I think the third thing is: be open about the data and about the lack of data. That’s key.

And I think the fourth very important thing is that journalists should be the frontline informants for what’s really going on out in the field, where the government doesn’t have its eyes and ears. And we really need to keep the information flowing back to the policymakers and the implementers about who needs what, where. And I think that that’s really key. What are people thinking? What are people feeling? You know, what are the barriers they are facing? And we’ve not really seen enough of that kind of a critical reporting, at least not in India.

JB: An interesting question here, that’s comparing the coverage of the pandemic to what happened just recently at COP26 in Glasgow, and a lot of the journalists were saying to cover climate, the summit, that you needed more stories, human stories that helped convince people that climate change is real and give a sense of personal agency again. So how do you compare climate coverage and pandemic journalism coverage?

JS: I think climate change coverage has raced far ahead. They’ve been at this game for longer than we have. We’re relatively new to the science of the pandemic game. We just barely two years old into this kind of science dominating the coverage of health issue. So, I think we have a lot to learn from them. And thankfully, or unfortunately, we have something called One Health where I think that that’s a great stage for osmosis because the division between the two – between climate change and health is so porous, it’s so fragile and one is going to influence the other. So, I think climate change journalists need to show us, give us some pointers, and we can teach them some stuff as well, for the overall benefit of better health and climate change commentary on the whole.

JB: Related to that, and we are getting close to the time, I want to be careful about the time. But looking ahead, what do you think journalists have learned from COVID-19 that will help us as we think about coverage of what will be the inevitable next pandemic? What might be different? Or what could be something that we’ll take forward as journalists?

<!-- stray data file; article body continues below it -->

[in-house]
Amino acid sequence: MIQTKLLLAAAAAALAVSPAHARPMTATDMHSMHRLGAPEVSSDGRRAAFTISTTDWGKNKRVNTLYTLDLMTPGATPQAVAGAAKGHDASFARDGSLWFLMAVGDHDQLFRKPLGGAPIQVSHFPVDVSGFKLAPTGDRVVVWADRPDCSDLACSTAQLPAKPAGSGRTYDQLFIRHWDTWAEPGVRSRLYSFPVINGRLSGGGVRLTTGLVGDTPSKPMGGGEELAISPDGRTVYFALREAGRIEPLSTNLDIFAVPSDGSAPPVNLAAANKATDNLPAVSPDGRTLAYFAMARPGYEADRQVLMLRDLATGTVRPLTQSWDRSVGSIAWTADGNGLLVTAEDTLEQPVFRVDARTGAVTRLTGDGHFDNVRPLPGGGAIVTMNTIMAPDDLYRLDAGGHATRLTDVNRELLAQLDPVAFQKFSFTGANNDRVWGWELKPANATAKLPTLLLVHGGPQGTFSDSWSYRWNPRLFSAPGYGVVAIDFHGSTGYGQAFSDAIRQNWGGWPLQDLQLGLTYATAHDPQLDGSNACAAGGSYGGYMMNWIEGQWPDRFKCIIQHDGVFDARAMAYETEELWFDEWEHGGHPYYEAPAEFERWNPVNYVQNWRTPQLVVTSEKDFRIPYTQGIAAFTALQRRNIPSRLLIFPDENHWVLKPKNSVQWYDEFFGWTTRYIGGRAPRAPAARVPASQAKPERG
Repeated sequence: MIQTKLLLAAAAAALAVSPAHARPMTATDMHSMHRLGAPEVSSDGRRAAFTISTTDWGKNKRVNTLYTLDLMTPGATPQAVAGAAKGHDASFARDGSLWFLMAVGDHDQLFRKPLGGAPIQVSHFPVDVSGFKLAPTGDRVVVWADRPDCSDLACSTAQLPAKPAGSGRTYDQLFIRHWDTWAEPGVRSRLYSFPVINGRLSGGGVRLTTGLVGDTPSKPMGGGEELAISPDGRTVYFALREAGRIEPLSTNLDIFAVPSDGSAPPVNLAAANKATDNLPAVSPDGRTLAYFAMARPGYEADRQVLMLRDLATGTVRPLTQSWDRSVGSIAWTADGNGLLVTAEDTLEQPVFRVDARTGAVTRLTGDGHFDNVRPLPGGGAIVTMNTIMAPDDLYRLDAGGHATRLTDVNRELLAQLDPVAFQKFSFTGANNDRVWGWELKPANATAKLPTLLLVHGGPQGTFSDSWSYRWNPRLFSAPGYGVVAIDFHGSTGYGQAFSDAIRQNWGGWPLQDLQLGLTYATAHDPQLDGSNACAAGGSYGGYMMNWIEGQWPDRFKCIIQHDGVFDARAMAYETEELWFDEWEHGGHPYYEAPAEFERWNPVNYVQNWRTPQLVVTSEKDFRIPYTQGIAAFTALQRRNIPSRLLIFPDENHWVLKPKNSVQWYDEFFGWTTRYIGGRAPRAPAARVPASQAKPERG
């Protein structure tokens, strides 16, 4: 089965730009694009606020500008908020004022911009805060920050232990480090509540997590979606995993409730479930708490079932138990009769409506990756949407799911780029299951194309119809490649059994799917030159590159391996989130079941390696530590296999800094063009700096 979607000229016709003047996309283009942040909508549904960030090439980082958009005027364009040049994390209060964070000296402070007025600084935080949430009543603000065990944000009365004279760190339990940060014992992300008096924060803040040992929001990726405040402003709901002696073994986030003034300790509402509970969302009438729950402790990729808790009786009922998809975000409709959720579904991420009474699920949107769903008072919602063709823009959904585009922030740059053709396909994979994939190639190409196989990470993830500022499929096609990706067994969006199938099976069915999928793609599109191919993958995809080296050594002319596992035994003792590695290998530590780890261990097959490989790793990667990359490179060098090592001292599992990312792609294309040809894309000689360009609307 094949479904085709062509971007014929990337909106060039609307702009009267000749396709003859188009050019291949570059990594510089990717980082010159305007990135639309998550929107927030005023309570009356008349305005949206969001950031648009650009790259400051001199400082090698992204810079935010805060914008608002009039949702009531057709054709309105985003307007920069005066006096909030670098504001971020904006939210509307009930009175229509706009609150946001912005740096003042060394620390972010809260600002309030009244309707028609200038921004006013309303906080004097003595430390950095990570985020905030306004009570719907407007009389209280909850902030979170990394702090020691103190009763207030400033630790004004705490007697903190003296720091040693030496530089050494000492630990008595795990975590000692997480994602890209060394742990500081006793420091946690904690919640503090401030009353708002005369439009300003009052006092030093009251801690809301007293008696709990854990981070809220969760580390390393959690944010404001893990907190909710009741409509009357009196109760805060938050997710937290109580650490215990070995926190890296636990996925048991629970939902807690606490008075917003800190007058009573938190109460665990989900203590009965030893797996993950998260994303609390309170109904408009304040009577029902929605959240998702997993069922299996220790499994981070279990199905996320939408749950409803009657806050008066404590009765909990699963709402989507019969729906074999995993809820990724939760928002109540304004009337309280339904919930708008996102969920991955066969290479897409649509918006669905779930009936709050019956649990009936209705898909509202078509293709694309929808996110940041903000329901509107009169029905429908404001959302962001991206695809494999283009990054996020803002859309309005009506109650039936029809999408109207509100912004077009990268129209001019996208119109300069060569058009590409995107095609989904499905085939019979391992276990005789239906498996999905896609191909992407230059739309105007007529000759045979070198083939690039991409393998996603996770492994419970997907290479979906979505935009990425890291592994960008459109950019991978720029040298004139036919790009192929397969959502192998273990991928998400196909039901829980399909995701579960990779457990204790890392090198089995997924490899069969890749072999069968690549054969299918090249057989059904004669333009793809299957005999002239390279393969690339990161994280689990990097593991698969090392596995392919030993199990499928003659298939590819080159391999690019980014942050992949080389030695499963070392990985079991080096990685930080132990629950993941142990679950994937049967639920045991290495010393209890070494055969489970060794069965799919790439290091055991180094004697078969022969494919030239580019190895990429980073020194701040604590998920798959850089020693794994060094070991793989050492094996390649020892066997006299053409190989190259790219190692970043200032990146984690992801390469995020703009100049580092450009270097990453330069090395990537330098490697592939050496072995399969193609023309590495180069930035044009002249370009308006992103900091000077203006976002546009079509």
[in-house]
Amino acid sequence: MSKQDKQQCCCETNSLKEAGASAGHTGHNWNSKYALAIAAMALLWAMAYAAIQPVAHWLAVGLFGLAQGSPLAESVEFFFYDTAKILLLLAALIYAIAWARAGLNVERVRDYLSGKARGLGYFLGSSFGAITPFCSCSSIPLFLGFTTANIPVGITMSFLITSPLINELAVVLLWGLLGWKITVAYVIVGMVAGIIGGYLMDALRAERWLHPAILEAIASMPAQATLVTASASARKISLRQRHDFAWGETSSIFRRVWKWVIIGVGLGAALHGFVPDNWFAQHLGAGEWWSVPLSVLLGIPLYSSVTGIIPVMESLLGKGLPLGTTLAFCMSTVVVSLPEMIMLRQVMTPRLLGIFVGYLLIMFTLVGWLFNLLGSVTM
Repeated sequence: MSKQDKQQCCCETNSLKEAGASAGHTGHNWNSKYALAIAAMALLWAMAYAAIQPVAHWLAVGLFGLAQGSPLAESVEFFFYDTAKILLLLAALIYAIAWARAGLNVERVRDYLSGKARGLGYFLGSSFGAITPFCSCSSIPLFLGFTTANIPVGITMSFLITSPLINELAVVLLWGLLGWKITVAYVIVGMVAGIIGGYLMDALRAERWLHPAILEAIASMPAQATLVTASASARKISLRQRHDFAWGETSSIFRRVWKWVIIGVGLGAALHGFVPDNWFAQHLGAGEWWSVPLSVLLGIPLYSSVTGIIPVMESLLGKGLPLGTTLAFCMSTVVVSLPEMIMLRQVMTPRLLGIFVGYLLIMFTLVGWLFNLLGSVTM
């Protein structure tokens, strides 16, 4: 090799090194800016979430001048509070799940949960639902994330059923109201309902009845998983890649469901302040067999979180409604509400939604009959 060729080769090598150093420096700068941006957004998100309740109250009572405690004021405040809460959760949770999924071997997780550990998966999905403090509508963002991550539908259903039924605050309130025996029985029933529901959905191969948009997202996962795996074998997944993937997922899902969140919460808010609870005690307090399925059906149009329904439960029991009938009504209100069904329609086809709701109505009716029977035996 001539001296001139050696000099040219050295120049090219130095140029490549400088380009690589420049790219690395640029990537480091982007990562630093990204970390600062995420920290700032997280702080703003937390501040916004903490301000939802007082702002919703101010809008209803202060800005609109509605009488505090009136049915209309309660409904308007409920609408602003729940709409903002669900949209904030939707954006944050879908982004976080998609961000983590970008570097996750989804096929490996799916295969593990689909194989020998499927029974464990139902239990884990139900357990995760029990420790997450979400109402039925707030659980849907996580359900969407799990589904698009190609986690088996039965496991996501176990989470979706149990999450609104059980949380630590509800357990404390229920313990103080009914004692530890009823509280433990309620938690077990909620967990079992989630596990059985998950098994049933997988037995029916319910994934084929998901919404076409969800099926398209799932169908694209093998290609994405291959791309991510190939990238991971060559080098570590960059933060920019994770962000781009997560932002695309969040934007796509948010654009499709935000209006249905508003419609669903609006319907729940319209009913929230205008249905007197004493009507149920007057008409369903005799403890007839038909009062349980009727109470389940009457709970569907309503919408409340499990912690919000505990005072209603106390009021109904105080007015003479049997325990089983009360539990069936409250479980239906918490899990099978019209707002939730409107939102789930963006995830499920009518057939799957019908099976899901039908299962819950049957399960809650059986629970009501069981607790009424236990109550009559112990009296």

JS: I think we have to be prepared to cover the next pandemic before it arrives. Exactly. That’s absolutely right. And for that, I think it starts with creating a network of contacts everywhere, those of us who want to be on the trail of the next pandemic, have to know who to reach out to. We need to follow the scientific literature that’s published around the subject and get familiar with that. And follow government policy.

There’s a huge amount of scholarship that’s being generated around pandemic preparedness thanks to the present pandemic. So, there’s a whole new peer reviewed journal that’s out there on infodemiology, which is tracing the flow, the origin and source and flow of information, just like they track neural networks in the brain. So, there’s an increasing level of sophistication in the kind of thinking that’s being applied to pandemic preparedness and tracking; the mis-infodemic that is increasingly being seen to accompany these health issues. Anyone with digital access is a journalist these days. They have freedom to comment, to upload their photographs, their codes, their comments, feelings, it’s all out there. And I think increasingly, the role of the health journalist goes beyond that of a storyteller to that of a navigator who is going to help audiences steer away from the shallow waters of mis- and disinformation towards safer waters, where you’re better equipped to make health choices moving forward,